Pork and Beans
Six to eight servings
Ham hocks are available at butcher shops and well-stocked grocers. You can either use fresh or smoked. Just a note that in the United States, some are heavily smoked, and their flavor can obliterate the delicate flavor of the white beans. So depending on your preference, use what you like. Because the pre-cooked and smoked hocks are salted, you might not need to add much salt to the dish. If you can’t get ham hocks, a big slab of pork belly works well. For faster cooking, soak the beans overnight in a Dutch oven, a very large casserole, or stockpot, covered with cold water. I use about double the amount of water, per volume of beans, for soaking. Because beans vary, you’ll need to watch the beans and pork as they’re cooking, and add more water if necessary. One nice addition to this dish is a few generous handfuls (about 2 cups) of chopped greens, such as kale, Swiss chard, or mustard greens, added during the last ten minutes of cooking.
1 pound (450g) dried white beans, sorted and rinsed
1 bay leaf
10 branches of fresh thyme
2 carrots, peeled and diced
2 medium onions, peeled and diced
4 cloves garlic, peeled and minced
2-3 (3-pounds, 1.3kg) ham hocks
1. Soak the beans overnight in cold water. (See headnote.) The next day, add the bay leaf and thyme to the soaked beans in the pot along with 8 cups (2l) of water.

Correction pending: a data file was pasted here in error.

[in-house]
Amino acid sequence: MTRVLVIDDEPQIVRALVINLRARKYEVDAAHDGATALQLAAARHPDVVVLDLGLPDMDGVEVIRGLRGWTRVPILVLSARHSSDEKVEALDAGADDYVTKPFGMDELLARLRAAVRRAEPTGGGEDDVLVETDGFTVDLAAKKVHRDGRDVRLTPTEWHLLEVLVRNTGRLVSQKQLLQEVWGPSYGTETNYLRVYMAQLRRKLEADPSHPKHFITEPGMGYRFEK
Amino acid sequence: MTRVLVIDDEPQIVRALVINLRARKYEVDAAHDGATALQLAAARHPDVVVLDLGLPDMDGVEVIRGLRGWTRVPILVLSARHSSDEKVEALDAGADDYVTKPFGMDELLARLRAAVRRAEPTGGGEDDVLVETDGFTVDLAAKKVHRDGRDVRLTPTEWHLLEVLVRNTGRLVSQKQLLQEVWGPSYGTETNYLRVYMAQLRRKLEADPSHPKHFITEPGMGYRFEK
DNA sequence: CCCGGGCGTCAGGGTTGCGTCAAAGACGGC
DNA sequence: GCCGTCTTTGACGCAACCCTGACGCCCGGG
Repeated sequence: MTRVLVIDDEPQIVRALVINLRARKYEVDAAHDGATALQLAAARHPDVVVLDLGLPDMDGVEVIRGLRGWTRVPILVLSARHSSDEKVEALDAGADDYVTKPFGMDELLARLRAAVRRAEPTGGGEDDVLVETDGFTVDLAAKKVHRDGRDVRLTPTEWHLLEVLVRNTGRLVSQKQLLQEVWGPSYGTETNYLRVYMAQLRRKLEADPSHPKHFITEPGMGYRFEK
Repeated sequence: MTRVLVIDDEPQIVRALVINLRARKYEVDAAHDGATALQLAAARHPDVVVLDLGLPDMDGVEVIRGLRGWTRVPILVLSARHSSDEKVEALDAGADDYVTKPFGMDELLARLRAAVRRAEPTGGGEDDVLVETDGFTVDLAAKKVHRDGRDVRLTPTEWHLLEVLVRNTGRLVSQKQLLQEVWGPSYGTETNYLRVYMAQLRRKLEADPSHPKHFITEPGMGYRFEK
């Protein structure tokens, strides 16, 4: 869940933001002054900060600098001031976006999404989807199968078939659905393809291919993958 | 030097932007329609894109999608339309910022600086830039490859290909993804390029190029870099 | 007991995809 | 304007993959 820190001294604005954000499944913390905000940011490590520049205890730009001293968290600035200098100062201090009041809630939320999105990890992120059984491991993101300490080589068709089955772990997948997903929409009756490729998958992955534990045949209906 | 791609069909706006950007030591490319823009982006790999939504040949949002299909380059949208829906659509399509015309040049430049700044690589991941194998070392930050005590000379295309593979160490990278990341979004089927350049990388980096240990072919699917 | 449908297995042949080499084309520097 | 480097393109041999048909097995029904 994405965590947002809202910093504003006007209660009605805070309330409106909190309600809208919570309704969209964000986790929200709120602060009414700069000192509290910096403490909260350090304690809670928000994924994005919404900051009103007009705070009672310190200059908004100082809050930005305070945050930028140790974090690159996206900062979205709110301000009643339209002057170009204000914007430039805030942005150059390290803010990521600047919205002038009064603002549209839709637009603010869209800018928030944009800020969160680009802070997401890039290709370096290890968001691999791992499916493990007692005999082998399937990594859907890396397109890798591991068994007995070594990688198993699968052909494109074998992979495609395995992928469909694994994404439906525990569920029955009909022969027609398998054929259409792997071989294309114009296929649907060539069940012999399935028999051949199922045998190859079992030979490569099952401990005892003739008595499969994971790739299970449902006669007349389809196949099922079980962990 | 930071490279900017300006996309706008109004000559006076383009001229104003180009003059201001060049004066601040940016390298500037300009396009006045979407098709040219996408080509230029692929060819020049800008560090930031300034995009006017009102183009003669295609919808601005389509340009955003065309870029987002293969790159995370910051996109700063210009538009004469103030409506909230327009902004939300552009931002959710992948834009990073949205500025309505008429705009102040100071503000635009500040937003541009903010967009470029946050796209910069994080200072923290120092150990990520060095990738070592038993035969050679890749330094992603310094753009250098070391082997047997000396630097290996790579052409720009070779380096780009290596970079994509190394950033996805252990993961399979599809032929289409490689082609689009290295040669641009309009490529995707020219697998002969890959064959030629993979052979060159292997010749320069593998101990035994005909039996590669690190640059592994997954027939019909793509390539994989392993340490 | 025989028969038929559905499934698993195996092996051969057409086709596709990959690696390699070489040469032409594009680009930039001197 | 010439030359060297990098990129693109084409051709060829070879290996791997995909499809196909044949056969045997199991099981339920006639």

2. Bring the beans to a boil. When the water begins to boil, add the diced carrots and onions, garlic, and ham hocks. Let the beans come to a boil again.
3. Once they’ve come to a boil reduce the heat so the beans are cooking at a lively simmer and let cook until the beans are tender, adding about 3/4 teaspoon of salt to the beans when they start to soften, about three-quarters of the way into cooking. My beans usually take about 2 hours to cook, but they can take less time or more. (Figure 1 to 3 hours.) While they’re cooking, make sure the beans and ham hocks are covered with water. Add more, if necessary.

Serving: Remove the hocks from the beans and set them on a plate. When cool enough to handle, shred the meat from the bones, discarding the bones and skin, and add the pieces of pork back to the beans. Rewarm the pork and beans together, then ladle into serving bowls. Top with aillade, pesto, or chopped parsley, if desired.

Storage: The pork and beans can be refrigerated for up to four days. Rewarm on the stovetop, adding more water and salt, if necessary.